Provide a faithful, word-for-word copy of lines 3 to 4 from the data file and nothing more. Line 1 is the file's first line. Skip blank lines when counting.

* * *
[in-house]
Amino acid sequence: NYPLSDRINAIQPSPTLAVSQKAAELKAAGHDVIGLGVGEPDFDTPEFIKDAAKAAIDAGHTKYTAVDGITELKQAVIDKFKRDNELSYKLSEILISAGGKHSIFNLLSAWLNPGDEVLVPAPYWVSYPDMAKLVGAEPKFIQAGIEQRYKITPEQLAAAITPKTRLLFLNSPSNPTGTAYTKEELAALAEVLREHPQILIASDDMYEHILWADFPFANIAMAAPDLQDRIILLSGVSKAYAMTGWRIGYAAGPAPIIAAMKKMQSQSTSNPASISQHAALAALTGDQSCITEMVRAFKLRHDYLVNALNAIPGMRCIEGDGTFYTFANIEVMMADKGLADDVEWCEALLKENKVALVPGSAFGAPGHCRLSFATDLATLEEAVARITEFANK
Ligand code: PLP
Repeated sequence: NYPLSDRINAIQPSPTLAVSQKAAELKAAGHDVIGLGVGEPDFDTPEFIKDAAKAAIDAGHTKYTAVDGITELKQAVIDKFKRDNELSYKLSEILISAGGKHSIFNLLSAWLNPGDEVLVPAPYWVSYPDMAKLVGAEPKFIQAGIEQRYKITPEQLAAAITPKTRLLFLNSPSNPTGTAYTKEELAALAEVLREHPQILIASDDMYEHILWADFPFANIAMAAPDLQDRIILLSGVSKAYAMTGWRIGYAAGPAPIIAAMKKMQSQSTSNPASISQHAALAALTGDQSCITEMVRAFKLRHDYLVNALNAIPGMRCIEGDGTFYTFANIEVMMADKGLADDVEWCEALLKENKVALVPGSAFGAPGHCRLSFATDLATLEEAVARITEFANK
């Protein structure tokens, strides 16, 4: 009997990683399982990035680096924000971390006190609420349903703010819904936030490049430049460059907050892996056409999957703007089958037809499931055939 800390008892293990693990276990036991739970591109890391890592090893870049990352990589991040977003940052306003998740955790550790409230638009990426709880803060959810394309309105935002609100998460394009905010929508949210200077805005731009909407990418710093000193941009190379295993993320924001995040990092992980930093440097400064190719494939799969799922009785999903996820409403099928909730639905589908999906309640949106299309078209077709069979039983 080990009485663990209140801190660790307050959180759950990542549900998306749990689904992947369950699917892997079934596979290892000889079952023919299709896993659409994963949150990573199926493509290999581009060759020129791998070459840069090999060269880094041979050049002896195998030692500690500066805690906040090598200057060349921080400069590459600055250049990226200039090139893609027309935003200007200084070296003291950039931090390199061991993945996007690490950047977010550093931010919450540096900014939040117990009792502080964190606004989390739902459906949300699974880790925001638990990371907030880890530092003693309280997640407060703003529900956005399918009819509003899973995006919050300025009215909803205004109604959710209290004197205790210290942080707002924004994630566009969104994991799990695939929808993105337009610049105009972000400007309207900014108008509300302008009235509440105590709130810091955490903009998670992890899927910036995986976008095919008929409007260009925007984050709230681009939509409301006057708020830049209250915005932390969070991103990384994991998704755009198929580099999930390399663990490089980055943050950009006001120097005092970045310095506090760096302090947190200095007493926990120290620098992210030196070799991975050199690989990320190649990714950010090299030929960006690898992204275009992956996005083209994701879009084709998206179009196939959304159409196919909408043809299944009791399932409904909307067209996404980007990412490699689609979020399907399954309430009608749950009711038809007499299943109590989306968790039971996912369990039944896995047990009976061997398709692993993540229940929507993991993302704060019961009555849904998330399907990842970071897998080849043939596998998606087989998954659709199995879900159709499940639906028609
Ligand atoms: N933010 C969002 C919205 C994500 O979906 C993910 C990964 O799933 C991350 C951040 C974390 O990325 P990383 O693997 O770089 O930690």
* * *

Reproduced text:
Ligand code: PLP
Repeated sequence: NYPLSDRINAIQPSPTLAVSQKAAELKAAGHDVIGLGVGEPDFDTPEFIKDAAKAAIDAGHTKYTAVDGITELKQAVIDKFKRDNELSYKLSEILISAGGKHSIFNLLSAWLNPGDEVLVPAPYWVSYPDMAKLVGAEPKFIQAGIEQRYKITPEQLAAAITPKTRLLFLNSPSNPTGTAYTKEELAALAEVLREHPQILIASDDMYEHILWADFPFANIAMAAPDLQDRIILLSGVSKAYAMTGWRIGYAAGPAPIIAAMKKMQSQSTSNPASISQHAALAALTGDQSCITEMVRAFKLRHDYLVNALNAIPGMRCIEGDGTFYTFANIEVMMADKGLADDVEWCEALLKENKVALVPGSAFGAPGHCRLSFATDLATLEEAVARITEFANK